Coach Meg Takes on Girls Varsity

Former JV Boys Soccer Coach Embraces a New Field


Bruno Munoz-Oropeza

Coach Meg is the new girls varsity soccer coach.

Graham Quigley, Sports Editor

A new era has begun for the girls varsity soccer team as the team’s new coach, Megan Willette, has been given the reigns to the program. Willette, a former women’s college soccer player at NAIA Division I Lee University, is beginning her first season as the head coach of the girl’s team after a one year stint coaching for the junior varsity boys soccer team at CRLS.

While attending Lee University as a senior, Willette helped lead her team to the first National Championship of an eventual four-peat dynasty. Not only did Willette complete four years on the varsity soccer team, she also was a member of the Lee women’s basketball team, as a player for two years, and a graduate assistant for two more. 

She commented that a few of the things that she’ll bring from the college level are “the intensity of the training sessions, being organized [and] working hard the whole practice.” 

Andrew Millar ‘22, former Junior Varsity player under Willette, hammered home this point, saying Willette was an “inspiring person because she taught me how to be a good person and a good player [and] how to be responsible” and to “act like a professional.” 

One of the big things [Willette] does is that she asks us [every practice] if we’ve improved.

— Margaux Harrington '20

As the new girls varsity coach, Willette said that “both programs, boys and girls, have been supportive and positive,” making the introduction to the coaching position both this year and last a relatively stress-free exchange. The main thing Willette has focused on this year is inserting her system and style of play into an already close-knit team. She has already begun to see progress in their implementation of the system. In addition, Willette is focused on getting her team and athletes to improve every day. Senior captain Margaux Harrington added “that one of the big things [Willette] does is that she asks us [every practice] if we’ve improved. Every practice we’re focusing on getting better, not just getting prepared for the next game.”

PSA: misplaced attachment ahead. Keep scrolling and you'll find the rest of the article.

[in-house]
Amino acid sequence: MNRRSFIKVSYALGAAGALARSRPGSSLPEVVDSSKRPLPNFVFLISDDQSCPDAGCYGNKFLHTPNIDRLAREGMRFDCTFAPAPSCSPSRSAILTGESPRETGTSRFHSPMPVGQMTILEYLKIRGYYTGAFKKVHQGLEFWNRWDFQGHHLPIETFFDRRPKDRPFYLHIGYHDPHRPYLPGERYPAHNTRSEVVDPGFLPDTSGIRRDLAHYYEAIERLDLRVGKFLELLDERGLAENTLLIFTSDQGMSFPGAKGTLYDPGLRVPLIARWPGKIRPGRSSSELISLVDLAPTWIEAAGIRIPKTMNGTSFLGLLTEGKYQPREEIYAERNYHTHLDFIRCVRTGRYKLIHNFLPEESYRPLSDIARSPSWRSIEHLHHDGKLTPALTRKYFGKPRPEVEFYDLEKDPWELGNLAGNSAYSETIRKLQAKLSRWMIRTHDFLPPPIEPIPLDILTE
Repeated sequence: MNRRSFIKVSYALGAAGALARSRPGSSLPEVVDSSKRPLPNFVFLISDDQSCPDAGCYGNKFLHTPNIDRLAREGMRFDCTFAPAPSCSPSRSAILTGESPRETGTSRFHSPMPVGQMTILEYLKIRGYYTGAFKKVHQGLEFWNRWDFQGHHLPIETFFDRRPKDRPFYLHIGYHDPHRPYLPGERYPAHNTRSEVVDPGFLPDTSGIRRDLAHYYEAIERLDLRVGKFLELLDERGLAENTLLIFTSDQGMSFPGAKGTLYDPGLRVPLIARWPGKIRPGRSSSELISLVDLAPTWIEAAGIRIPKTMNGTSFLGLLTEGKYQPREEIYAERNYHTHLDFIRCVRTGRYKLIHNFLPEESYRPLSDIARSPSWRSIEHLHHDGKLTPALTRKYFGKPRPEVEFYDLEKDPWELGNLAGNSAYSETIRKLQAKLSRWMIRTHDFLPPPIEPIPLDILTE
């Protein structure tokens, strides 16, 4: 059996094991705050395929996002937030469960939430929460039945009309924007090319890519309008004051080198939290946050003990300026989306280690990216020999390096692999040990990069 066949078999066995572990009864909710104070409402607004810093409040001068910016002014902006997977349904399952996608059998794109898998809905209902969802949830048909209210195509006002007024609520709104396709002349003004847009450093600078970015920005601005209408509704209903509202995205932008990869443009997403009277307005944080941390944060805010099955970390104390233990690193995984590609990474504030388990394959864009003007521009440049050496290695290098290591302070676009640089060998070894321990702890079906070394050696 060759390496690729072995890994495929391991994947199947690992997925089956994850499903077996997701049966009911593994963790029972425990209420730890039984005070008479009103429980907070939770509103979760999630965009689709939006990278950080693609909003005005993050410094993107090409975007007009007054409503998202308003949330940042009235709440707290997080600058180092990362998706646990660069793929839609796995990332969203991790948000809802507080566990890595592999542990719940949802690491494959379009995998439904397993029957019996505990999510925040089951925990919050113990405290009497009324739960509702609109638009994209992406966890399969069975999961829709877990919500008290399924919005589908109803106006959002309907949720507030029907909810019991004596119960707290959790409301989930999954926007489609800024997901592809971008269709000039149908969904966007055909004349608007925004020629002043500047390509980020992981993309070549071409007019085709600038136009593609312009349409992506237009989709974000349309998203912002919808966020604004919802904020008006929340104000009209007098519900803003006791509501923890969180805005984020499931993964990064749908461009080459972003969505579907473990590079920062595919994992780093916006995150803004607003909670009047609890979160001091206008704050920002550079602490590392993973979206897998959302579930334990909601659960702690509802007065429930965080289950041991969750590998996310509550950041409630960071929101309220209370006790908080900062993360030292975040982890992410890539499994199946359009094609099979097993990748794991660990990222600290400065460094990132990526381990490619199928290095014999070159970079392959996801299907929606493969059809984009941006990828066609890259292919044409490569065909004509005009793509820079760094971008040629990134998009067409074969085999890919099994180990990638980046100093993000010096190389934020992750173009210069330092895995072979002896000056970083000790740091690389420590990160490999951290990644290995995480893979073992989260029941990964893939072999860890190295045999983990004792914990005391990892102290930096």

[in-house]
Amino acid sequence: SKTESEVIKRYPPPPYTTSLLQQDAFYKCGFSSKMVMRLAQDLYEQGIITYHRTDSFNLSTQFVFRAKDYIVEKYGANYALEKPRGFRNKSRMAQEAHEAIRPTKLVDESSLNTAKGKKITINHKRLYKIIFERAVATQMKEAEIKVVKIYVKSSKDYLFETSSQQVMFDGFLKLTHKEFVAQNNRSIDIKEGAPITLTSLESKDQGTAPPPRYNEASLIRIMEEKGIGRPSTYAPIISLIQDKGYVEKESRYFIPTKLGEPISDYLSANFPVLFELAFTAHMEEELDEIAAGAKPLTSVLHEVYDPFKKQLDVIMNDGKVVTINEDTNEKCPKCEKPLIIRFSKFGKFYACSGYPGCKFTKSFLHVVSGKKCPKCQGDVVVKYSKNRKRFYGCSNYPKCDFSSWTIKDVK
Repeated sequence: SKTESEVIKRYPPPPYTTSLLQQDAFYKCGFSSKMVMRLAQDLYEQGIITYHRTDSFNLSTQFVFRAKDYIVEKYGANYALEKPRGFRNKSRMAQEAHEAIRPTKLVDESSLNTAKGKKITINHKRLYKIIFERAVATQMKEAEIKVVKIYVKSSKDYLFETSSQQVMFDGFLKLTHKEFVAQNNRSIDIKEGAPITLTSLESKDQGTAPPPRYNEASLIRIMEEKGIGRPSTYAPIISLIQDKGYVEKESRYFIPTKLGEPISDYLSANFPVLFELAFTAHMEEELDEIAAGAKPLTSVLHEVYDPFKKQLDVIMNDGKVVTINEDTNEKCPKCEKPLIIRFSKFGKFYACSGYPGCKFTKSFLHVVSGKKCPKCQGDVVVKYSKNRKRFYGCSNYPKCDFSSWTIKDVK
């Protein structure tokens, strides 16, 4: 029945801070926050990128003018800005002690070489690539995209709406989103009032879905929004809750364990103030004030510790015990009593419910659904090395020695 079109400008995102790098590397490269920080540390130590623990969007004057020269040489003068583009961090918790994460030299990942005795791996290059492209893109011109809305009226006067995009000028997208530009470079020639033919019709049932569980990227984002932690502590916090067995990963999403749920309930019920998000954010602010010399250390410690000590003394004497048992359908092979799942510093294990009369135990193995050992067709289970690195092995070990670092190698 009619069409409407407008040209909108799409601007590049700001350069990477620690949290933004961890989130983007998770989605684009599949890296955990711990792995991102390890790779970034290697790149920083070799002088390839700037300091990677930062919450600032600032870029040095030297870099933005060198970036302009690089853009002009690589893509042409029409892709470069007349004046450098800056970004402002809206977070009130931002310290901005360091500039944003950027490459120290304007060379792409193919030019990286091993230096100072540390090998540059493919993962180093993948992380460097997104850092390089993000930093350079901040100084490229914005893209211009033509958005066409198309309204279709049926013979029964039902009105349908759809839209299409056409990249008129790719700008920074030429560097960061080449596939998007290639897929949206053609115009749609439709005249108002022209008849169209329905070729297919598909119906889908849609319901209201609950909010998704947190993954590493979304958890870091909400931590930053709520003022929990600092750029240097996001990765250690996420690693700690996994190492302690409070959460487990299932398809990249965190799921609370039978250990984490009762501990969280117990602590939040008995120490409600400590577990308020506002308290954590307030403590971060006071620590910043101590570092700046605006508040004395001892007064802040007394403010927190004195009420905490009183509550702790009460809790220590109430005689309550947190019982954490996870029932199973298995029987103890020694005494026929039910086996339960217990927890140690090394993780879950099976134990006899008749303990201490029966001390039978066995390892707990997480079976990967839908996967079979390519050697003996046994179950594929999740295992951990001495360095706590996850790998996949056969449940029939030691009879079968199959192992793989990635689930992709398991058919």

In a broader sense of the word progress, Willette is hoping to alter the fundamental structure of Cambridge girls soccer, including opening larger gateways at the youth level, as well as expanding offseason opportunities at the high school level, specifically summer training camps and conditioning programs. Harrington sees Willette as fostering a culture “having the players being more invested in the sport, and putting in more work.”

Willette explained that “I began volunteering when I was in high school as a coach, and when I was in college I used to coach for a girls U16 [Under 16] club team.” She continued, saying that she has “always loved mentoring youth.”

Willette moved to Cambridge in 2011, where she quickly became immersed in CRLS athletics, beginning as a girls basketball assistant, and later accepting the boys junior varsity head coach position.

While the girls’ season thus far has been plagued by injuries, Willette is striving to create a team that is a “space where girls are getting more than just soccer out of [the team], [including] friends and confidence.” To many, it seems she is doing just that.

This piece also appears in our September 2019 print edition.